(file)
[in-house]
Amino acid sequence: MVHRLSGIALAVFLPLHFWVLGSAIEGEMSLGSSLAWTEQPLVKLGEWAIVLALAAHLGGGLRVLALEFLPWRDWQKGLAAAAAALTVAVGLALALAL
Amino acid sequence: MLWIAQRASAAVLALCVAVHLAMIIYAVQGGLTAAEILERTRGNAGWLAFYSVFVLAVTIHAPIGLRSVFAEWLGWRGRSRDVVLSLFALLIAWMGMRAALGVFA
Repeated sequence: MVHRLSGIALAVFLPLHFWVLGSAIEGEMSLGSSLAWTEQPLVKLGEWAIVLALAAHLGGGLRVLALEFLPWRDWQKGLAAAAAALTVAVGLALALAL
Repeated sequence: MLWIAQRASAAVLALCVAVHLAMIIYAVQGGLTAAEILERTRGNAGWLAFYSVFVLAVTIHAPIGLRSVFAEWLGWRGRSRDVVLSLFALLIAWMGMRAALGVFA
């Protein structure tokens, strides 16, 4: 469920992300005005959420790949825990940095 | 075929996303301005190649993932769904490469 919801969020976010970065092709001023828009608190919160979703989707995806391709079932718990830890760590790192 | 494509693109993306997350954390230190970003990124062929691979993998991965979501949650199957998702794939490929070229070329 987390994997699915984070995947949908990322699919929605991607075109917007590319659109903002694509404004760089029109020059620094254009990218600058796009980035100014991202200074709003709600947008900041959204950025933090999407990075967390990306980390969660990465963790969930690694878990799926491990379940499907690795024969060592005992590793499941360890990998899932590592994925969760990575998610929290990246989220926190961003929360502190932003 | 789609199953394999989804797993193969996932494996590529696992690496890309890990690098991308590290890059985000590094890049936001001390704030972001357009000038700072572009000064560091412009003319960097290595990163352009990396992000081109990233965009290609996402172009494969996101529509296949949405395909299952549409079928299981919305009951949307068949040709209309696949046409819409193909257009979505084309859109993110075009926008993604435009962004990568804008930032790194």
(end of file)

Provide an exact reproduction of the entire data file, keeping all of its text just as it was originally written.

[in-house]
Amino acid sequence: MVHRLSGIALAVFLPLHFWVLGSAIEGEMSLGSSLAWTEQPLVKLGEWAIVLALAAHLGGGLRVLALEFLPWRDWQKGLAAAAAALTVAVGLALALAL
Amino acid sequence: MLWIAQRASAAVLALCVAVHLAMIIYAVQGGLTAAEILERTRGNAGWLAFYSVFVLAVTIHAPIGLRSVFAEWLGWRGRSRDVVLSLFALLIAWMGMRAALGVFA
Repeated sequence: MVHRLSGIALAVFLPLHFWVLGSAIEGEMSLGSSLAWTEQPLVKLGEWAIVLALAAHLGGGLRVLALEFLPWRDWQKGLAAAAAALTVAVGLALALAL
Repeated sequence: MLWIAQRASAAVLALCVAVHLAMIIYAVQGGLTAAEILERTRGNAGWLAFYSVFVLAVTIHAPIGLRSVFAEWLGWRGRSRDVVLSLFALLIAWMGMRAALGVFA
């Protein structure tokens, strides 16, 4: 469920992300005005959420790949825990940095 | 075929996303301005190649993932769904490469 919801969020976010970065092709001023828009608190919160979703989707995806391709079932718990830890760590790192 | 494509693109993306997350954390230190970003990124062929691979993998991965979501949650199957998702794939490929070229070329 987390994997699915984070995947949908990322699919929605991607075109917007590319659109903002694509404004760089029109020059620094254009990218600058796009980035100014991202200074709003709600947008900041959204950025933090999407990075967390990306980390969660990465963790969930690694878990799926491990379940499907690795024969060592005992590793499941360890990998899932590592994925969760990575998610929290990246989220926190961003929360502190932003 | 789609199953394999989804797993193969996932494996590529696992690496890309890990690098991308590290890059985000590094890049936001001390704030972001357009000038700072572009000064560091412009003319960097290595990163352009990396992000081109990233965009290609996402172009494969996101529509296949949405395909299952549409079928299981919305009951949307068949040709209309696949046409819409193909257009979505084309859109993110075009926008993604435009962004990568804008930032790194």